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A rectangular, white enamel baking dish is filled with freshly baked steam oven chocolate pudding and garnished with thick cream and fresh raspberries. One serve has been scooped out of the dish and is in a round white bowl alongside.

Quick Self Saucing Steam Oven Chocolate Pudding

Self saucing chocolate pudding is beloved in Australia, and this steam oven chocolate pudding is my modern variation on the nostalgia classic. 

I remember making baked chocolate pudding my high school home economics class. My teacher called it an important ‘back pocket dessert’. It was considered critical to building a young person’s cooking skills. I’m not sure how critical many of my classmates found it, but you could say it certainly helped build my skills! 😉

My steam oven baked chocolate pudding is a rustic, comforting dessert that you can whip up any time you like using mostly pantry staples. You don’t even have to buy chocolate, as all the chocolate flavor here comes from cocoa. And although you’re using staple ingredients, the finished chocolate pudding is rich, with a velvety texture and an intense flavor.

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Why steam oven baking vs regular oven?

Using combi steam to make this chocolate pudding recipe has very specific benefits.

Firstly, the pudding cooks fast. Where you’d normally bake a self saucing pudding for a good half hour, the steam oven cuts it down to a bare 20 minutes. This is thanks to the humidity in your oven; it supercharges your oven’s heat and carries that heat to the food much more efficiently. 

More than speed, though, you end up with a tender cake-like crumb in the pudding, and a generous amount of sauce that’s the perfect thickness for spooning over the top when you serve. 

A hand holds a round white bowl, while another hand spoons steam oven chocolate pudding into the bowl from a large baking dish that's visible in the background.

The cake part stays moist and tender because it’s cooking faster and losing less moisture. And the sauce is, um saucier. No one wants to bake a self saucing pudding without a really generous amount of sauce, and the steam oven delivers here because the liquid in the sauce doesn’t mostly evaporate away during cooking. Instead, it stays in the oven, and in your sauce.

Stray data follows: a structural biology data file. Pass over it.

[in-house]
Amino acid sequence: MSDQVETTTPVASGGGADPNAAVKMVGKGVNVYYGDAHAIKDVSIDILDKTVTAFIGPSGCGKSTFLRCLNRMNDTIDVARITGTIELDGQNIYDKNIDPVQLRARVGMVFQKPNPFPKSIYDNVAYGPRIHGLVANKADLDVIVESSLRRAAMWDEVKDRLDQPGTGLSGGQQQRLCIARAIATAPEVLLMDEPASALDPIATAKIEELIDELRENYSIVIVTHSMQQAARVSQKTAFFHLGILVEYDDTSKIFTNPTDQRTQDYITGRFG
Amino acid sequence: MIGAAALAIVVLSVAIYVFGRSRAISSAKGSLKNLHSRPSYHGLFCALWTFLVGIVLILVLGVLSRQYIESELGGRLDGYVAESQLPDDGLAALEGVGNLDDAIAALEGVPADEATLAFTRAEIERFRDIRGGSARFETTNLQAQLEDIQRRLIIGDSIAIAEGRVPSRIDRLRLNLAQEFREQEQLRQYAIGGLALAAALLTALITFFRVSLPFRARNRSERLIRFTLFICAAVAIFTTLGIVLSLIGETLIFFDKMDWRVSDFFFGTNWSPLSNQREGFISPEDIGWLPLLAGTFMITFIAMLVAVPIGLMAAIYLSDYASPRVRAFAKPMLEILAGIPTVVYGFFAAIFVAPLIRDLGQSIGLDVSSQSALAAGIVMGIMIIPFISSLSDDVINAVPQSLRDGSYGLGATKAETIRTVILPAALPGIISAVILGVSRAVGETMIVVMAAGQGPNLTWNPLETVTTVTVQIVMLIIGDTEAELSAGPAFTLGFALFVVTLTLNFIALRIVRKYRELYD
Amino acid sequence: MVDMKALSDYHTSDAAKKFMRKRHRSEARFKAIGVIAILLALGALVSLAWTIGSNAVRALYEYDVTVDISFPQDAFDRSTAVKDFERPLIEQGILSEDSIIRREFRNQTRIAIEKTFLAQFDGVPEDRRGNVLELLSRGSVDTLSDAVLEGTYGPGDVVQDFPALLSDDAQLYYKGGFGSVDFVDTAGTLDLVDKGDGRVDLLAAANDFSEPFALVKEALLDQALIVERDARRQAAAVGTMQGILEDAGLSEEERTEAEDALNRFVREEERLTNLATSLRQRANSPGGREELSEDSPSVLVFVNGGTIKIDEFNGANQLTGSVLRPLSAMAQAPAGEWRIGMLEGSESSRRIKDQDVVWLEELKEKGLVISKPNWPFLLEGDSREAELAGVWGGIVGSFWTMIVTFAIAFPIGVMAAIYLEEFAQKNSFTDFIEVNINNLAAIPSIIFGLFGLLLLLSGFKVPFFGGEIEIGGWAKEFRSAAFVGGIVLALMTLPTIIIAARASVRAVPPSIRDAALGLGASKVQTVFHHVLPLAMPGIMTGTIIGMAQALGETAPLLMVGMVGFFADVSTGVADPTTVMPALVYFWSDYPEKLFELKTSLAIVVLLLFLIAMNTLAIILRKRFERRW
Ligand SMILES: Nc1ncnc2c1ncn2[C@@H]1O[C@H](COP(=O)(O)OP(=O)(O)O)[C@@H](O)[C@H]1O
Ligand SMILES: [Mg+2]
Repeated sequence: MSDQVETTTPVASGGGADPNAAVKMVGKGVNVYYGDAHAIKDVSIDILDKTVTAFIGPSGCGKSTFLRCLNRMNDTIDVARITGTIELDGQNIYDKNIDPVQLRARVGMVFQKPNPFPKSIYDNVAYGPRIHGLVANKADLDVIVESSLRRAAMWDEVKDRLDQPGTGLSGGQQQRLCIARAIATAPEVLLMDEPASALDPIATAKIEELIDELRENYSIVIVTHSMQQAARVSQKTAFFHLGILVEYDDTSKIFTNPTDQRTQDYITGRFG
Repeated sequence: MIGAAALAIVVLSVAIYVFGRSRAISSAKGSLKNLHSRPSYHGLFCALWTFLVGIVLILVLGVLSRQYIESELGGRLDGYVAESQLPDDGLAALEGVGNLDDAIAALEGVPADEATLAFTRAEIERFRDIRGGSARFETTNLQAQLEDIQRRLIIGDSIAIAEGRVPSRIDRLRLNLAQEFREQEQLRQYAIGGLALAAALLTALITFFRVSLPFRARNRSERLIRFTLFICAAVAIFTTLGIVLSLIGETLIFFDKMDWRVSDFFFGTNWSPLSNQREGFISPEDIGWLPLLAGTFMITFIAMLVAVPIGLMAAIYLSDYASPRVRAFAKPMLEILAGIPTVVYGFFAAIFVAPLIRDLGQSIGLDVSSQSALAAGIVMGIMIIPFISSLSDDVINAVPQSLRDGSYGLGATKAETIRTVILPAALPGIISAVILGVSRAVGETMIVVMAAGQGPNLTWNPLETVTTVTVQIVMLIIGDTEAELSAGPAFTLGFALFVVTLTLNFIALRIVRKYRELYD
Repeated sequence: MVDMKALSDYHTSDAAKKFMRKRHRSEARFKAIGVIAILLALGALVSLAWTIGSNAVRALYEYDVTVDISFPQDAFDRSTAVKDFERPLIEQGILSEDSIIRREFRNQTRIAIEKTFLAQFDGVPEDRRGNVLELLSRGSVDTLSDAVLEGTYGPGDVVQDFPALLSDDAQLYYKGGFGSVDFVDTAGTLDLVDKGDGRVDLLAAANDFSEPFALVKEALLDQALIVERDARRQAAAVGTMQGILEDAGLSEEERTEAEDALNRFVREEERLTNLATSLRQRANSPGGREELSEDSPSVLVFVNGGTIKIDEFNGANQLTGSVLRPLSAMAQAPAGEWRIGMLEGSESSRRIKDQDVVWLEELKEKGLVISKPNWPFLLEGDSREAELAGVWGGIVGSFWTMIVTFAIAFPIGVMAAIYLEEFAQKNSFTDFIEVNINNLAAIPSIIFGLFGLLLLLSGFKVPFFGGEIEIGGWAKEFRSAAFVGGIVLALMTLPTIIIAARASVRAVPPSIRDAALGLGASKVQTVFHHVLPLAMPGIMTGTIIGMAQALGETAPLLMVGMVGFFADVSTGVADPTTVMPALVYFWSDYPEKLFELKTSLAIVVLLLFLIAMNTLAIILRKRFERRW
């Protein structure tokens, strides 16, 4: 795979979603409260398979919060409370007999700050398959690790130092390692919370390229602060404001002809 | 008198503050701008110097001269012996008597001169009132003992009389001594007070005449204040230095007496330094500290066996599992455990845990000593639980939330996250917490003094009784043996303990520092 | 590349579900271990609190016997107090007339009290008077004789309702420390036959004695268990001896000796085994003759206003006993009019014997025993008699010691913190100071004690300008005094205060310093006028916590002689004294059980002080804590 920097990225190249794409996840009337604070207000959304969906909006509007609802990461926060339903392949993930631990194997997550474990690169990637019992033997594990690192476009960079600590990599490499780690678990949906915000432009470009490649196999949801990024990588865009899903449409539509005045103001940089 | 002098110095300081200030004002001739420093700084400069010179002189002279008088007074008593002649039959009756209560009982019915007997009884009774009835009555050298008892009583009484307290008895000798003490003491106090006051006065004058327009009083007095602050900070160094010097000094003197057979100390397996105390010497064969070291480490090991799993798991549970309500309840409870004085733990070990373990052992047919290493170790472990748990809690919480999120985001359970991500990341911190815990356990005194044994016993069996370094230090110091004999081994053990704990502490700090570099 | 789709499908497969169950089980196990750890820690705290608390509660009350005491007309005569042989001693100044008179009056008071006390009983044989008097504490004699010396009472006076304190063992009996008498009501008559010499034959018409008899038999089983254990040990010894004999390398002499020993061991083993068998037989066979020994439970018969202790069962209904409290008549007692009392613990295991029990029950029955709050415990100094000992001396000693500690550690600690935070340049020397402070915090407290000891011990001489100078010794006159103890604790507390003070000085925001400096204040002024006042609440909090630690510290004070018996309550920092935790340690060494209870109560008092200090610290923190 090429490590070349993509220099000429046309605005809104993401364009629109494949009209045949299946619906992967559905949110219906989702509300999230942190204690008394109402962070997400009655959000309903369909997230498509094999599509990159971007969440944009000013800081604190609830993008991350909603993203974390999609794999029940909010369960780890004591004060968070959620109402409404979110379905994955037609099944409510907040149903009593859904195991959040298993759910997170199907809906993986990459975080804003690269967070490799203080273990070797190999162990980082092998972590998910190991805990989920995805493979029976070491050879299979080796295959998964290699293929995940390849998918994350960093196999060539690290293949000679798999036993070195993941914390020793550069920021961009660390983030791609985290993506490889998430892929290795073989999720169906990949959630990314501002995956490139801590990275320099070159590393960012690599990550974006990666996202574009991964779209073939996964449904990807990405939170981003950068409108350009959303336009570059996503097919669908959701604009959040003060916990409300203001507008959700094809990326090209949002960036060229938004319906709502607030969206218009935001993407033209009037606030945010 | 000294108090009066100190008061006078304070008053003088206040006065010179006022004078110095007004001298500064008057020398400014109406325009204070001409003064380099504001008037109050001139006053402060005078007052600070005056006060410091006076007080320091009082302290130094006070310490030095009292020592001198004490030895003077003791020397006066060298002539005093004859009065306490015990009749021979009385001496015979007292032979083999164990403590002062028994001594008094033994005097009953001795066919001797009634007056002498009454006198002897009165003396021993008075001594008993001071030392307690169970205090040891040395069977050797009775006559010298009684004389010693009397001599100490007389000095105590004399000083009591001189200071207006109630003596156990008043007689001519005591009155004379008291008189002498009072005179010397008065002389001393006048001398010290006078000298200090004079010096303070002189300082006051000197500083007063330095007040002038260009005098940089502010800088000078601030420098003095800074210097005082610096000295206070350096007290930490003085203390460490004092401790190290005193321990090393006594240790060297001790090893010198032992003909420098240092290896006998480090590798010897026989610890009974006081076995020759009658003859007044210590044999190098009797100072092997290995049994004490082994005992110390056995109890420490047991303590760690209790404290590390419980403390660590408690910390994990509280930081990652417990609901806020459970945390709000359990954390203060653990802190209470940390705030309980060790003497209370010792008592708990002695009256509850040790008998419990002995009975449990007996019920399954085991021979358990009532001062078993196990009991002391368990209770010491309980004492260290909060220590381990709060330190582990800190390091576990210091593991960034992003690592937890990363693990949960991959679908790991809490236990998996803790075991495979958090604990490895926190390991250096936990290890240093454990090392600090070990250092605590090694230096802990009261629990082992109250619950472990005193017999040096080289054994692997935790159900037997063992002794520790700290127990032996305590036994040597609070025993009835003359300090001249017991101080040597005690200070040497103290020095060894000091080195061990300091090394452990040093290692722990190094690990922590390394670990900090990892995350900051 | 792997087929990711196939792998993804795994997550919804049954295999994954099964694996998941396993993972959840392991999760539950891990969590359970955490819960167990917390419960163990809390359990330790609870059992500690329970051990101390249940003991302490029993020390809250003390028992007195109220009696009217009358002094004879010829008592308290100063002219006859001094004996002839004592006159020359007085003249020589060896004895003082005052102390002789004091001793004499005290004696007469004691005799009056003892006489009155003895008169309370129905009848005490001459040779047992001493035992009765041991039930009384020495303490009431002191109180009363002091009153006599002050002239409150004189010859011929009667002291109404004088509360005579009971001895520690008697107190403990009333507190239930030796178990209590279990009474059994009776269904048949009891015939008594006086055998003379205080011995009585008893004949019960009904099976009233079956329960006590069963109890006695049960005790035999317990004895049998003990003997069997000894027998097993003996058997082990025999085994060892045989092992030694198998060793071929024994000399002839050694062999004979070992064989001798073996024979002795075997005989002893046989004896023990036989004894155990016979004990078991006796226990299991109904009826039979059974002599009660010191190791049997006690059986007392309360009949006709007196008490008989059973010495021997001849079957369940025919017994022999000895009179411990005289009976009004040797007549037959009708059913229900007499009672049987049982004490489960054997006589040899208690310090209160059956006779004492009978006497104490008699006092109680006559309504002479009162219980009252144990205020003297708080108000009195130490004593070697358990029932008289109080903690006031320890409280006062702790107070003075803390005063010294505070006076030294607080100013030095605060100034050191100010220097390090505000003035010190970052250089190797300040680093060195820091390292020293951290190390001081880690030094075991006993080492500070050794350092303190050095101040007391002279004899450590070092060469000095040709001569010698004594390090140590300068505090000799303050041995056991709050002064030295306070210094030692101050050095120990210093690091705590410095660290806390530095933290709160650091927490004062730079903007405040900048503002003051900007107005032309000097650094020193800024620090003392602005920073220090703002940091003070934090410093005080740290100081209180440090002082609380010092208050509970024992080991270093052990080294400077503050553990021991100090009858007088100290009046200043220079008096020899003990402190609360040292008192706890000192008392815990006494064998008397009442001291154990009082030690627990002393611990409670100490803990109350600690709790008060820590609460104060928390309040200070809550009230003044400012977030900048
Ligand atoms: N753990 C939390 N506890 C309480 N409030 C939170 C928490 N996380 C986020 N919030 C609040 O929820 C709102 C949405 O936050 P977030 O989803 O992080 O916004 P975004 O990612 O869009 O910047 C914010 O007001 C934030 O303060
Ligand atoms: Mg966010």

All of that to say, regular oven self saucing chocolate pudding has nothing on the steam oven version.

Tips for perfect steam oven chocolate pudding

There are a few things to know about this pudding recipe that will elevate it from good to truly exceptional with very little extra effort. 

Cocoa powder

Because all the chocolate flavor in this baked pudding comes from cocoa, you need a good, rich, deep flavored cocoa powder. I almost always use Dutch processed cocoa powder as it’s darker and smoother tasting than regular cocoa.

A gold spoon sprinkles cocoa and sugar over the top of a chocolate pudding batter, to make self saucing chocolate pudding

Baking dish size and material

The baking dish in the pictures is enamel coated lightweight steel, about 6 inches by 8 inches (15x20cm) in the base, tapering out roughly an inch (2.5cm) each way towards the top. It holds 1.5 quarts/litres. 

I’ve baked this pudding in many types of dishes over the years, including heavy cast iron, glass and ceramic. I prefer the lighter weight pan because it conducts the heat faster during cooking. A heavier material will make the pudding cook a few minutes slower. 

You can make the pudding in a larger/shallower dish and get a thinner pudding as a result. If you do this, check it after 15 minutes because it can overbake quickly when it’s not as deep.  

Assembling your steam oven pudding before baking

If you’ve never made a self saucing chocolate pudding before, the assembly part will seem strange. The cake batter gets spread into the pan, then you sprinkle cocoa and sugar over that and pour boiling water over the whole thing. It’s all topsy turvy and it looks weird and you’ll wonder how on earth it’s going to create a velvety, saucy pudding. 

Trust the process!

When you spread the batter into the dish, smooth it out nicely so it’s very even. And the same goes for sprinkling the sugar and cocoa powder over the batter. Scatter it evenly, and when you’re done, give the dish a little shake from side to side so all the cocoa/sugar is spread into a thin layer. 

A rectangular white baking dish full of steam oven chocolate pudding batter. A jug of boiling water and a spoon are visible, ready to pour the water over the mixture to create a sauce.

When you pour the water over everything, use the back of a spoon to ‘guide’ the water onto the pudding without creating huge craters and peaks. The spoon softens the fall of the water and helps the pudding stay an even thickness all over.  

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Serving your steam oven chocolate pudding

The traditional way to serve self saucing chocolate pudding is by scooping up the sponge layer in large, chunky ‘mountains’, then spooning the glossy sauce over the top. You could cut through the cake part with a knife and serve neat squares or rectangles, but in my book it would never be the same.

A freshly baked steam oven self saucing chocolate pudding, being set onto a cloth and a wooden chopping board ready to serve.

Although you could reheat leftovers another time, steam oven chocolate pudding is best eaten straight after baking. The longer it sits, the more the sauce layer absorbs into the cake layer, so eventually you’ll have a dense and rich brownie-like cake. Very nice, but not the saucy delight we’re going for here. 

I love this chocolate baked pudding with thick (or even clotted) cream, or ice cream. I know some who swear by vanilla custard. If that’s your thing, you can find my steam oven no-stir custard in my Steam Oven Baking cookbook.